Whereas according to the OAS 2014 Annual Report of the Inter-American Commission on Human Rights Members of the media and nongovernmental organizations (NGOs) stated the press self-censored due to fear of reprisal from organized crime or corrupt government officials;


Whereas in Colombia, there were 98 incidents of violence and harassment against journalists, 30 were physically attacked, and 45 were victims of harassment or intimidation due to their reporting;

Whereas members of illegal armed groups sought to inhibit freedom of expression by intimidating, threatening, kidnapping, and killing journalists;

Whereas national and international NGOs reported that local media representatives regularly practiced self-censorship because of threats of violence from these groups;


Whereas according to the OAS 2014 Annual Report of the Inter-American Commission on Human rights, throughout 2014, Guatemala presented accounts of cases of harassment and the filing of several criminal complaints against a newspaper that criticized the Administration;


Whereas according to the Department of State’s Country Reports on Human Rights Practices for 2014 in Nicaragua, the government continued to use direct and indirect means to pressure and seek to close independent radio stations, allegedly for political reasons;


Whereas according to the Department of State’s Country Reports on Human Rights Practices for 2014 in Argentina, a survey released of 830 journalists throughout the country indicated 53 percent of respondents worked for a media outlet that self-censored content; and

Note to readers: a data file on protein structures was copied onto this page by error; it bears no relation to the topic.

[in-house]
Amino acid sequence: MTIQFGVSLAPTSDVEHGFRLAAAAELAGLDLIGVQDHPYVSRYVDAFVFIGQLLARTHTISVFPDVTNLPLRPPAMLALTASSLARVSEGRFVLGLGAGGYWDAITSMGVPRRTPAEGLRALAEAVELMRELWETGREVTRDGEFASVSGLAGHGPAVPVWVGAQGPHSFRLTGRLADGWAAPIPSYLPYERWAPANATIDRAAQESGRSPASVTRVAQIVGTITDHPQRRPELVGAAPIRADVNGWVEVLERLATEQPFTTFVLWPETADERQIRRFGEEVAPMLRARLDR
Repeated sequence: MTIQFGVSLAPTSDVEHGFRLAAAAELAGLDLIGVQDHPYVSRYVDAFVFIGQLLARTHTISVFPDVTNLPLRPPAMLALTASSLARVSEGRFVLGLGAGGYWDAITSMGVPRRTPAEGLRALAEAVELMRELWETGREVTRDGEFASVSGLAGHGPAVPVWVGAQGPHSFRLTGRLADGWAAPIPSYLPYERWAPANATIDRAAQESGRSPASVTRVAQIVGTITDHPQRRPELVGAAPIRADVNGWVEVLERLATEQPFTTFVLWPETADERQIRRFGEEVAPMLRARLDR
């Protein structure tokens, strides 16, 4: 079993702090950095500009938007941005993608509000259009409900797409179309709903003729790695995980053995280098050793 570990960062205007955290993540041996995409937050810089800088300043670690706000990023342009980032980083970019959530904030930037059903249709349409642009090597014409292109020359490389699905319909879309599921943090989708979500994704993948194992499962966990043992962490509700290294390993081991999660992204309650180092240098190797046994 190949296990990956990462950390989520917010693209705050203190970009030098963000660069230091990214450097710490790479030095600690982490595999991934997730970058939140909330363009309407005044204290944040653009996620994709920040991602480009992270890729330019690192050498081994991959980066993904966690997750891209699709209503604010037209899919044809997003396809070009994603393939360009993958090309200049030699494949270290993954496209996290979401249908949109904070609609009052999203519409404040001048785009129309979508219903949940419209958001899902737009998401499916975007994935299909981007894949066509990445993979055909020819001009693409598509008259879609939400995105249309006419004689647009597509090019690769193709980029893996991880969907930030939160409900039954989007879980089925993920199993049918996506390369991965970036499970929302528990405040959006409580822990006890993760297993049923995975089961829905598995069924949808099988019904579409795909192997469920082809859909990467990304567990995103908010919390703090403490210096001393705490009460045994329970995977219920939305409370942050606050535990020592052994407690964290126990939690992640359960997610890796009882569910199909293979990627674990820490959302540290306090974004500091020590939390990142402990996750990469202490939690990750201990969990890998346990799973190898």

Whereas almost half the journalists surveyed said they self-censored in their reporting on the national government: Now, therefore, be it

That the House of Representatives—

  • Supports a free press in Latin America and the Caribbean and condemns violations of press freedom and violence against journalists;
  • Urges countries in the region to implement recommendations from the Organization of American States’ Office of the Special Rapporteur for Freedom of Expression to its Member States;
  • Urges countries in Latin America and the Caribbean to be vocal in condemning violations of press freedom, violence against journalists, and the culture of impunity that leads to self-censorship;
  • Urges countries in Latin American and the Caribbean to uphold the principles outlined in the Inter-American Democratic Charter and urges their neighbors in the region to stand by the charter they are a party to; and
  • Urges the United States Agency for International Development and the Department of State to assist, when appropriate, the media in closed societies to promote an open and free press.
“If I speak, I die.” Freedom of Expression!


 To track the bill, contact Congress, or download the full pdf, click here. 
This is a House simple resolution in the United States Congress (indicated by the “H.Res.” in “H.Res. 536”). A simple resolution is used for matters that affect just one chamber of Congress, often to change the rules of the chamber to set the manner of debate for a related bill. It must be agreed to in the chamber in which it was introduced. It is not voted on in the other chamber and does not have the force of law.